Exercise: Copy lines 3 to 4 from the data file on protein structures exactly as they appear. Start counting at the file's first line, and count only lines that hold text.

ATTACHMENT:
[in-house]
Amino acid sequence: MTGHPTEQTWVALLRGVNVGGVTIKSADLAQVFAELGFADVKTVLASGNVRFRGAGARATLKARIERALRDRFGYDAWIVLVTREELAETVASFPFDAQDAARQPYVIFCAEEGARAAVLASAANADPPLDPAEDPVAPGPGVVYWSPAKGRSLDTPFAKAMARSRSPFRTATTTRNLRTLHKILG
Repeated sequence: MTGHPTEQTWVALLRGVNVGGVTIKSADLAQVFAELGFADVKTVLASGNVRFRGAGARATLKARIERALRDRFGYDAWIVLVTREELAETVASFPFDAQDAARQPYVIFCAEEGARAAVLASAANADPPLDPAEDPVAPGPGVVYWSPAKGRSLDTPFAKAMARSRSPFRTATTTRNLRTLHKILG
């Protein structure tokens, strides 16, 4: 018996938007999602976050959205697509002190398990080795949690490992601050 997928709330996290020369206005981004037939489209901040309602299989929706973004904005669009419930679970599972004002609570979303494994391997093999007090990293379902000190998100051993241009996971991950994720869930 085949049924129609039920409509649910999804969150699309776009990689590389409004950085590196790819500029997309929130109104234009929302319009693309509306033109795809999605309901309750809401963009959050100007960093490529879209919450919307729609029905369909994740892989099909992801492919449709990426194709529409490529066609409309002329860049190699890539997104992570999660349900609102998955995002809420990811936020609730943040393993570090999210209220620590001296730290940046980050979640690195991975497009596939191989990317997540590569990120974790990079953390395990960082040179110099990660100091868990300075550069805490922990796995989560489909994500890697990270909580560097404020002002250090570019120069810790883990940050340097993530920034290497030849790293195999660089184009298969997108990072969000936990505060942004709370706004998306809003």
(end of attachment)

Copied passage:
Repeated sequence: MTGHPTEQTWVALLRGVNVGGVTIKSADLAQVFAELGFADVKTVLASGNVRFRGAGARATLKARIERALRDRFGYDAWIVLVTREELAETVASFPFDAQDAARQPYVIFCAEEGARAAVLASAANADPPLDPAEDPVAPGPGVVYWSPAKGRSLDTPFAKAMARSRSPFRTATTTRNLRTLHKILG
């Protein structure tokens, strides 16, 4: 018996938007999602976050959205697509002190398990080795949690490992601050 997928709330996290020369206005981004037939489209901040309602299989929706973004904005669009419930679970599972004002609570979303494994391997093999007090990293379902000190998100051993241009996971991950994720869930 085949049924129609039920409509649910999804969150699309776009990689590389409004950085590196790819500029997309929130109104234009929302319009693309509306033109795809999605309901309750809401963009959050100007960093490529879209919450919307729609029905369909994740892989099909992801492919449709990426194709529409490529066609409309002329860049190699890539997104992570999660349900609102998955995002809420990811936020609730943040393993570090999210209220620590001296730290940046980050979640690195991975497009596939191989990317997540590569990120974790990079953390395990960082040179110099990660100091868990300075550069805490922990796995989560489909994500890697990270909580560097404020002002250090570019120069810790883990940050340097993530920034290497030849790293195999660089184009298969997108990072969000936990505060942004709370706004998306809003």